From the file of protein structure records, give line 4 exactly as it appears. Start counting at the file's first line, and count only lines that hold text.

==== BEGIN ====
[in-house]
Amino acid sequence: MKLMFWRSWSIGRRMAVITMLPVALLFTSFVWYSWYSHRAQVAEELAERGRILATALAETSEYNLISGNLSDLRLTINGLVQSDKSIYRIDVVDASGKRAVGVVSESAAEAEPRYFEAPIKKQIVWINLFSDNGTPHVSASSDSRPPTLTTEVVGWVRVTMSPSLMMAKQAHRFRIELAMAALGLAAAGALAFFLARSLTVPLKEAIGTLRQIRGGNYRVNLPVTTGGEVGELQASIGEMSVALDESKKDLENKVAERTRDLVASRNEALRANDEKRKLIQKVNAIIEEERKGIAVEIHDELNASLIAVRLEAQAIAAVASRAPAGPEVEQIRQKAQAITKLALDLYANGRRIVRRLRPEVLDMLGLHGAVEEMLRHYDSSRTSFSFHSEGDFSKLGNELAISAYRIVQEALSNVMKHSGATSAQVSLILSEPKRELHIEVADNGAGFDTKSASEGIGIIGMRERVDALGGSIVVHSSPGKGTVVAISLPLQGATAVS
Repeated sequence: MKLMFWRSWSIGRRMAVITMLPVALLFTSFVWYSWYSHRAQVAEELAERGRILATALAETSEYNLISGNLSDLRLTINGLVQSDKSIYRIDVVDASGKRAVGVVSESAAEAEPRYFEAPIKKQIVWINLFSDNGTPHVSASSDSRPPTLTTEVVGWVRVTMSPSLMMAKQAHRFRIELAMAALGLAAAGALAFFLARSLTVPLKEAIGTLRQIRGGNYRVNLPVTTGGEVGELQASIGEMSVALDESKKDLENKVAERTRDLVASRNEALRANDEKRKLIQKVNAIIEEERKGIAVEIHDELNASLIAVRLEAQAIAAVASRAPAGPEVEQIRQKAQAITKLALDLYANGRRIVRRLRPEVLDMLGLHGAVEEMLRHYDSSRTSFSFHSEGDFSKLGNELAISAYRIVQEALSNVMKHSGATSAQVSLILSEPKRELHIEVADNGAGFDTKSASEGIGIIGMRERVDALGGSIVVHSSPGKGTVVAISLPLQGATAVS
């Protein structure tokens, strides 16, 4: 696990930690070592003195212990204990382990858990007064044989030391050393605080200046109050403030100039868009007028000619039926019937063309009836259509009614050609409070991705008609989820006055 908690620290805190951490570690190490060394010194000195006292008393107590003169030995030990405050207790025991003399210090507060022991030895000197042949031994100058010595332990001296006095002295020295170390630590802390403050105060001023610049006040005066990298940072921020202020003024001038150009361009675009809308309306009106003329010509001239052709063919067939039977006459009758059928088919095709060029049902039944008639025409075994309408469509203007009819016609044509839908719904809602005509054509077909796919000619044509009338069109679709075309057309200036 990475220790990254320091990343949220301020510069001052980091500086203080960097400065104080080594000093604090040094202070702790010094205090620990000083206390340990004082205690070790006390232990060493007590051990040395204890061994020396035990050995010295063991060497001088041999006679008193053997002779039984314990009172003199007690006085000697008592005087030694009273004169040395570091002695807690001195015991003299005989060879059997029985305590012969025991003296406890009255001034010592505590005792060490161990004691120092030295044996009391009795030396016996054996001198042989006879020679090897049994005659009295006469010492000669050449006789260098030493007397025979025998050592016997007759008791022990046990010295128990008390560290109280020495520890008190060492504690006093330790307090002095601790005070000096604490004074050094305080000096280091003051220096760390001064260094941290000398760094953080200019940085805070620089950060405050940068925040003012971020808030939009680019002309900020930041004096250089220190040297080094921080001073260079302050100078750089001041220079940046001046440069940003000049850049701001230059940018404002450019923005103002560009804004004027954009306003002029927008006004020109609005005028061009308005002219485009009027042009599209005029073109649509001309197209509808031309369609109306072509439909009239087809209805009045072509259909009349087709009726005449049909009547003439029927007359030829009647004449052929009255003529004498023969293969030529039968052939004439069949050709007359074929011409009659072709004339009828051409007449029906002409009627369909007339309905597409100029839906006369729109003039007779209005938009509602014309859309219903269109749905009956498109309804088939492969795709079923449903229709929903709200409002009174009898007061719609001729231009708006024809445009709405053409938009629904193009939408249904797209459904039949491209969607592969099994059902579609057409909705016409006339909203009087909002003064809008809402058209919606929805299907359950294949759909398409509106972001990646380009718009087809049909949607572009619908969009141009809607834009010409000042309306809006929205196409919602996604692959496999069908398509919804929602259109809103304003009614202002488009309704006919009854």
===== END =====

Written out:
């Protein structure tokens, strides 16, 4: 696990930690070592003195212990204990382990858990007064044989030391050393605080200046109050403030100039868009007028000619039926019937063309009836259509009614050609409070991705008609989820006055 908690620290805190951490570690190490060394010194000195006292008393107590003169030995030990405050207790025991003399210090507060022991030895000197042949031994100058010595332990001296006095002295020295170390630590802390403050105060001023610049006040005066990298940072921020202020003024001038150009361009675009809308309306009106003329010509001239052709063919067939039977006459009758059928088919095709060029049902039944008639025409075994309408469509203007009819016609044509839908719904809602005509054509077909796919000619044509009338069109679709075309057309200036 990475220790990254320091990343949220301020510069001052980091500086203080960097400065104080080594000093604090040094202070702790010094205090620990000083206390340990004082205690070790006390232990060493007590051990040395204890061994020396035990050995010295063991060497001088041999006679008193053997002779039984314990009172003199007690006085000697008592005087030694009273004169040395570091002695807690001195015991003299005989060879059997029985305590012969025991003296406890009255001034010592505590005792060490161990004691120092030295044996009391009795030396016996054996001198042989006879020679090897049994005659009295006469010492000669050449006789260098030493007397025979025998050592016997007759008791022990046990010295128990008390560290109280020495520890008190060492504690006093330790307090002095601790005070000096604490004074050094305080000096280091003051220096760390001064260094941290000398760094953080200019940085805070620089950060405050940068925040003012971020808030939009680019002309900020930041004096250089220190040297080094921080001073260079302050100078750089001041220079940046001046440069940003000049850049701001230059940018404002450019923005103002560009804004004027954009306003002029927008006004020109609005005028061009308005002219485009009027042009599209005029073109649509001309197209509808031309369609109306072509439909009239087809209805009045072509259909009349087709009726005449049909009547003439029927007359030829009647004449052929009255003529004498023969293969030529039968052939004439069949050709007359074929011409009659072709004339009828051409007449029906002409009627369909007339309905597409100029839906006369729109003039007779209005938009509602014309859309219903269109749905009956498109309804088939492969795709079923449903229709929903709200409002009174009898007061719609001729231009708006024809445009709405053409938009629904193009939408249904797209459904039949491209969607592969099994059902579609057409909705016409006339909203009087909002003064809008809402058209919606929805299907359950294949759909398409509106972001990646380009718009087809049909949607572009619908969009141009809607834009010409000042309306809006929205196409919602996604692959496999069908398509919804929602259109809103304003009614202002488009309704006919009854």